War Dogs

By Di Golding

Mailed on August 23, 2016

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Dear Margaret Yen
Music Clearance

Dear Margaret,

Tell me, when you got the list of songs the production needed you to secure did you think you were being pranked? You had to chuckle a little at the script notes for such laughably boiler-plate musical cues like when the two leads arrive at an airport and the song playing is Iggy Pop’s “Passenger”, or when they smoke pot together for the first time to House of Pain’s 90s party anthem “Jump Around”. Or was it the scene when the US chopper arrives to CCR’s “Fortunate Son” that it finally dawned on you that this stale, retrograde and nuance-free film was actually for real?

War Dogs is so obvious, so painfully, slap-you-in-the-face-with-a-dick-obvious, that I almost wondered if maybe the filmmakers were aiming for some kind of brilliant new style – post-obvious? – that I just wasn’t getting. But then I remembered that the director and co-writer is Todd Phillips, and one of the executive producers is Brett Ratner: two filmmakers so irony-free they’d probably play Alanis’ song “Ironic” while explaining just how ironic they really are.

This “based on actual events” story of David Paikouz and Efraim Diveroli, two young and arrogant gun-running entrepreneurs profiting from George W. Bush’s Iraq/Afghanistan quagmire,gave great trailer. Unfortunately that’s where it blew its load. Either the filmmakers didn’t think the real story – based ona Rolling Stone article –was interesting enough, or they actually got high to “Jump Around” then wrote the script. That can be the only explanation for having a scene set in Las Vegas, where the characters arrive up an escalator in matching suits like Cruise and Hoffman in Rain Man to the Gram Parsons song “Ooh Las Vegas”. Only in the reefer-addled, dude-bro minds of the guy that made the Hangover trilogy, and the guy who lost his job directing the Oscars for joking “rehearsing is for fags!”, would this kind of tired and trite slop pass for trenchant narrative.

Miles Teller plays Paikouz, who is supposed to be the film’s conscience though he never once comes across as contrite. He is given a beautiful, big-eyed girlfriend who is expecting his child, so you know, he needs money, and that’s motivation enough to become a shady war-profiteer. And while I had little sympathy for Teller’s character, I felt bad for him, the actor, for having to recite cringe-inducing narration like, “It was surreal. Six months ago I was a massage therapist, now I’m driving guns through Iraq.” The only reason to see this film is for Jonah Hill’s performance. Those are twelve words I never in my life thought I’d say. Hill’s Diveroli is all sweaty, cokey, slime-ball. He channels Christopher Penn at his cuddly, unrepentant asshole best. Think Penn’s Nice Guy Eddie but in Lord of War, a film that looks like Casablanca compared to this flat, wannabe-Scorsese flick. By the time the FBI show up to arrest our leads to the opening lines of The Who’s “Behind Blue Eyes”; “Nobody knows what it’s like, to be a bad man…” I could have cued it up myself, because what other song would it be?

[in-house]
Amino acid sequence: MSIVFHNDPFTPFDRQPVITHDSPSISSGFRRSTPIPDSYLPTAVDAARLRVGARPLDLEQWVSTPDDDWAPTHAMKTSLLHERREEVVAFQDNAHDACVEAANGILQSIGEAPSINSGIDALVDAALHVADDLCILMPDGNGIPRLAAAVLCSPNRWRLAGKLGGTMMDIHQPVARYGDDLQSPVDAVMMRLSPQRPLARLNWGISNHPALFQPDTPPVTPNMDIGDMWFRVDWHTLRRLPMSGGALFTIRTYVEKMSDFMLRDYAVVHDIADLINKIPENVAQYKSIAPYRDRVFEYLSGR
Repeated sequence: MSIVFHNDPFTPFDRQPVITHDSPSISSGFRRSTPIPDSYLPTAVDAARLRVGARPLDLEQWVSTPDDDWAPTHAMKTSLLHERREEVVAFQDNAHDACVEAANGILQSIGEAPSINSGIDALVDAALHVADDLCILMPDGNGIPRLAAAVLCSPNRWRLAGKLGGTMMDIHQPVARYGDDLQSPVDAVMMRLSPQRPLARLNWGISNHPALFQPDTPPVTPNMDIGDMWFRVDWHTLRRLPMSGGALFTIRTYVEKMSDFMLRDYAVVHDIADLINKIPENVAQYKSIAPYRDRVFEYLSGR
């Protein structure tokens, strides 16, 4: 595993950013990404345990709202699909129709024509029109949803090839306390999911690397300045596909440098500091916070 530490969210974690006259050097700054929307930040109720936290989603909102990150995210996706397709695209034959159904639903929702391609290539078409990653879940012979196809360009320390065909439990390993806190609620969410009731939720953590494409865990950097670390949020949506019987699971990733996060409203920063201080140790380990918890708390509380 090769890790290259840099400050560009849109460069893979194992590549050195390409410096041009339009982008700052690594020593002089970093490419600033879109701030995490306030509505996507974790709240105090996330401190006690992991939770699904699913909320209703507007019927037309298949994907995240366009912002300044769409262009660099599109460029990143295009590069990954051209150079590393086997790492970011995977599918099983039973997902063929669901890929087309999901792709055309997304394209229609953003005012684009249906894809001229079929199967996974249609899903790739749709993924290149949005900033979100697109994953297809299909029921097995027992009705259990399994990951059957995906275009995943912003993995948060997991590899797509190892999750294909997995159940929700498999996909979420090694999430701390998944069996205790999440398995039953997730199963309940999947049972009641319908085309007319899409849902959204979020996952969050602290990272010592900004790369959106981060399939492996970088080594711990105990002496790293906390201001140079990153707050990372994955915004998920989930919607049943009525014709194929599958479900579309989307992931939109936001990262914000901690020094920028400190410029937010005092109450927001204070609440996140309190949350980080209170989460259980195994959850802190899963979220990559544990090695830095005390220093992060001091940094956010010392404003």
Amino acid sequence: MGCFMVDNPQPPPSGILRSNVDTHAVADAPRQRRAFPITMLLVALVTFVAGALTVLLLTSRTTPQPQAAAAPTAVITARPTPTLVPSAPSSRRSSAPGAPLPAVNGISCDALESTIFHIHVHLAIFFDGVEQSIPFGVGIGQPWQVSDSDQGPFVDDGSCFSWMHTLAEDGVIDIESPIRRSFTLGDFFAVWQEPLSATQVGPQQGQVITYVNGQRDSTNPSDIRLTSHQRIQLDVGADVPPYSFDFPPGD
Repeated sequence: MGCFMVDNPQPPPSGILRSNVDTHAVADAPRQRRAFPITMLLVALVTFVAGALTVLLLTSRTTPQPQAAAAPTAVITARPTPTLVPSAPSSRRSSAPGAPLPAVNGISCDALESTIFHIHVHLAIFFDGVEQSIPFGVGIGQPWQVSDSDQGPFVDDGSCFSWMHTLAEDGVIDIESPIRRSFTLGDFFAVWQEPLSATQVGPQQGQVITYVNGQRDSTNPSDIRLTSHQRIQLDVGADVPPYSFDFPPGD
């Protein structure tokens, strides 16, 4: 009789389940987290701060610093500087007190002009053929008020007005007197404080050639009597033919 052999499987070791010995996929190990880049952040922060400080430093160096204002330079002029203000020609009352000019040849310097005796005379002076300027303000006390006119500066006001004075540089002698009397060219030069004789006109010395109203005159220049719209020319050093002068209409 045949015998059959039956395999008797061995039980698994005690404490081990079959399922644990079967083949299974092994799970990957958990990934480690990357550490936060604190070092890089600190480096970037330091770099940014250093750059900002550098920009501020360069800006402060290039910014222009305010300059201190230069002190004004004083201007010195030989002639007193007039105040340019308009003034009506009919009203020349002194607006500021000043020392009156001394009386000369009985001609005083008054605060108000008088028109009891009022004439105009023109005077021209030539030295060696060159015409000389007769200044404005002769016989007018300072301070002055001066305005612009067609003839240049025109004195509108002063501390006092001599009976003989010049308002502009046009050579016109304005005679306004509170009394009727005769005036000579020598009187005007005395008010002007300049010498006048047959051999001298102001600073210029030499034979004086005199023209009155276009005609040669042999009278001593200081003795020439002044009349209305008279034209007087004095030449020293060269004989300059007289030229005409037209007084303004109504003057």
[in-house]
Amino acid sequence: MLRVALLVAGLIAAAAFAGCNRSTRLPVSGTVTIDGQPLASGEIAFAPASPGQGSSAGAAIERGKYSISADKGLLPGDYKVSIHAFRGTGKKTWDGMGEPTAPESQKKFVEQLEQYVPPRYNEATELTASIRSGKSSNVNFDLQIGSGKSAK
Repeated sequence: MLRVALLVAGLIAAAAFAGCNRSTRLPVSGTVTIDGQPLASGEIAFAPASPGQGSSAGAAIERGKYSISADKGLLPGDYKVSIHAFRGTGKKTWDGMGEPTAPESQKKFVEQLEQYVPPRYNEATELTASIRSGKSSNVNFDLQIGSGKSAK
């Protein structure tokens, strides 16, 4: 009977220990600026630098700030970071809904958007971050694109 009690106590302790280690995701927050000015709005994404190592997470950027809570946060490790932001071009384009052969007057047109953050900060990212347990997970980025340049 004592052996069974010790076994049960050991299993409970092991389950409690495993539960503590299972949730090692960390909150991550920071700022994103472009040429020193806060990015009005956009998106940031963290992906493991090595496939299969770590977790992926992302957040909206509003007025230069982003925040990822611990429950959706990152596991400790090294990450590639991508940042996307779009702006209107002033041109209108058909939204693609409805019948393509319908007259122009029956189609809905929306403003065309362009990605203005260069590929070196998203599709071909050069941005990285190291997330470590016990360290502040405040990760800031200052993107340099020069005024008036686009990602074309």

Watching War Dogs I couldn’t help but think about how much smarter and grown up it could have been if it was in the hands of a director like Adam McKay, a contemporary of Phillips’ who cut his teeth making silly comedies like Anchorman and Step Brothers and who recently won an Oscar for Best Adapted Screenplay for his sharp and caustic The Big Short. He might have dug a little deeper for some subtext, perhaps showing us just how barely-legal the U.S. military procurement process was under the Bush government, or delving beyond Diveroli’s one-dimensional sociopath to give us an actual person and not a just a funny fat guy. God knows McKay wouldn’t have stood for the sloppy, repetitive device of throwing up a title card at the beginning of a scene with some faux-pithy text – “These ain’t crumbs, this is the whole fucking pie” – only to have the character say that exact line mere minutes later. Don’t even get me started on the “hey, look at me! I’m a Scarface reference” Scarface references. Because, you know, they’re gangsters! You should have suggested using Mozart’s Requiem and maybe the filmmakers would have buried this film in an unmarked grave.

It’s too bad War Dogs wasn’t set during the OG Iraq war in 1991 under the OG George Bush, where some of the songs, set pieces and Tarantino trunk-shots (and use of the term OG) wouldn’t seem so antiquated and try-too-hardy. It was a simpler time, when Jock Jams compilation CD’s were played at high school bush parties, and not pot-fuelled brainstorming sessions for major motion pictures. A time when Guns N Roses were so drug-addled themselves that they might have granted Phillips permission to use “Paradise City” for the scene when Paikouz and Diveroli arrive in Las Vegas (because Vegas is like paradise you guys! Get it? GET IT?!), instead of refusing to bargain with him. So I guess this movie did at least one thing I couldn’t have predicted; it made me assume GNR has taste.

Cue “It’s the End of The World as We Know It.”



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